What you find when you evaluate the effectiveness of government spending

By on 23/06/2022 | Updated on 23/06/2022
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Proper evaluation of government spending can reveal lessons that can be used to improve the quality of public services. Phil Bradburn from the UK’s National Audit Office shares what he found when evaluating government policy delivery, and how it can be made better

Evaluation of what government does is invaluable. It provides a way for government to understand what works and what doesn’t, allowing it to ensure that policies are evidence-based and represent good value for money. Evaluation also helps parliament and other scrutiny bodies to hold government to account for delivery of projects and programmes.

In the UK, the government spends billions of pounds of taxpayers’ money every year, including on important public services and maintaining and building new infrastructure. However, much of this government expenditure is either poorly evaluated, or simply not evaluated at all.

Global Government Forum training: Monitoring and Evaluation

Our 2021 report on Evaluating government spending set out to assess what progress government has made in strengthening its use of evaluation since our 2013 report on this topic. We interviewed senior civil servants, reviewed key documents, conducted surveys, and carried out case studies to build a detailed evidence-based picture.  

A stark finding was that out of government’s 108 most complex and strategically significant projects just nine – representing only 8% of £432bn (US$531.77bn) in spending – had robust evaluation plans in place. If government doesn’t evaluate properly, it cannot know whether a project was successful or not. It’s a missed opportunity for learning and improvement.

Our recent report on the UK government’s kickstart scheme designed to boost youth employment – found that it lacked monitoring, and assurance on the quality of placements and on jobs would have existed anyway – limiting what they could learn about the impact of the scheme.  

In our report on supporting local economic growth we found that local growth policies and interventions are not consistently informed by evidence of effectiveness, increasing the risk that billions of pounds given to local bodies won’t deliver the intended benefits.

But we also see good practice.

Our report on managing tax debt found that HM Revenue and Customs had been effective in using and learning from behavioural insights. For example, it has been conducting randomised control trials on debt management since 2012 to improve the impact of its interventions.

Government requirements and expectations around evaluation are set out in the long-standing HM Treasury Green and Magenta Books. It has recently increased its focus on evaluation and has set up an Evaluation Task Force. This has been welcomed across government and by the National Audit Office (NAO) as a step to using evidence better and improving value for money.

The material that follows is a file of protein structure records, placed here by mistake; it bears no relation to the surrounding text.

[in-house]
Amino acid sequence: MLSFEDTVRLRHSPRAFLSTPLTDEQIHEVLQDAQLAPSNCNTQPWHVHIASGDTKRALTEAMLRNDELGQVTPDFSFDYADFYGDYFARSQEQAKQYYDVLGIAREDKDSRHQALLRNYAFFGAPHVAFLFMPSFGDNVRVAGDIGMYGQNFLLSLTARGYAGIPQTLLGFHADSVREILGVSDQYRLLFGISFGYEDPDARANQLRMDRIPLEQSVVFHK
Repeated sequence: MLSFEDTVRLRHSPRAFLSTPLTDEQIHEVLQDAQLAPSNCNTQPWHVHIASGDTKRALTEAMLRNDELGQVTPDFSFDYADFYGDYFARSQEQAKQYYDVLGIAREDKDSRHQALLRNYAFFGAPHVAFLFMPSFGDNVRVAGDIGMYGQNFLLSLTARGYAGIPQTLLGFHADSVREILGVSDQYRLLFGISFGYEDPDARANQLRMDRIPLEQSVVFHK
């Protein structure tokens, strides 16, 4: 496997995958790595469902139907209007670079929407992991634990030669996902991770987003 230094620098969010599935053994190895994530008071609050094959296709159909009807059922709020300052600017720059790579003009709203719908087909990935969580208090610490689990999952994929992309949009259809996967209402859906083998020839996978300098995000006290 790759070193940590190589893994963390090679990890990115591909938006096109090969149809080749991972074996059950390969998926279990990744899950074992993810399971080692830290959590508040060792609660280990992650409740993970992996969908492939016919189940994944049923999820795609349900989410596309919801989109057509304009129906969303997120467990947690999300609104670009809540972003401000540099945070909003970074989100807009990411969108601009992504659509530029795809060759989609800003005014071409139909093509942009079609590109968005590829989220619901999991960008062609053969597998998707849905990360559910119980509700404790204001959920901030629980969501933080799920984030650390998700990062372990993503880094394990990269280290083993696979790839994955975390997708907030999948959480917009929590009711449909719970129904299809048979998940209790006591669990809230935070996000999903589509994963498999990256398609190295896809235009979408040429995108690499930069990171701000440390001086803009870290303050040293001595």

But there are still a range of limitations in the current system and many long-standing barriers. They include a lack of oversight and clarity in roles and responsibilities. We also found there was a lack of transparency in evaluation plans. We found there was poor follow-up to see whether departments were complying with requirements – and little consequence if not.

We all want to see improvements in public services and better evaluation evidence can contribute to that. So how can this be achieved?

The recommendations set out in our Evaluating government spending report are directed toward the centre of government and are aimed at securing long-lasting improvements for all departments, building on progress and momentum so far.

We see key areas for improvement around building evaluation into policy design and delivery and taking concerted action to boost skills and understanding of evaluation across analyst and policy communities – especially at senior levels.

We want to see greater transparency, in particular a commitment to publishing evaluation findings regardless of whether the findings are considered good or poor.

Beyond this, we want to see further action to better manage the knowledge gained from evaluation. This is important to stop government wasting opportunities to learn collectively from its successes and failures.

It’s going to require the various parts of government and the wider evaluation community to work together if these positive changes will happen and last. Read more at https://www.nao.org.uk/report/evaluating-government-spending/  

Phil Bradburn will be speaking at an upcoming event as part of the Evidence Quarter’s Better Evidence, Better Government series, setting out the NAO’s perspective on using evaluation to secure value for money in policy making. To register for the in-person event on 30 June, which will take place in Westminster in London, please visit the Eventbrite page.

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About Phil Bradburn

Phil Bradburn is an audit manager at the National Audit Office

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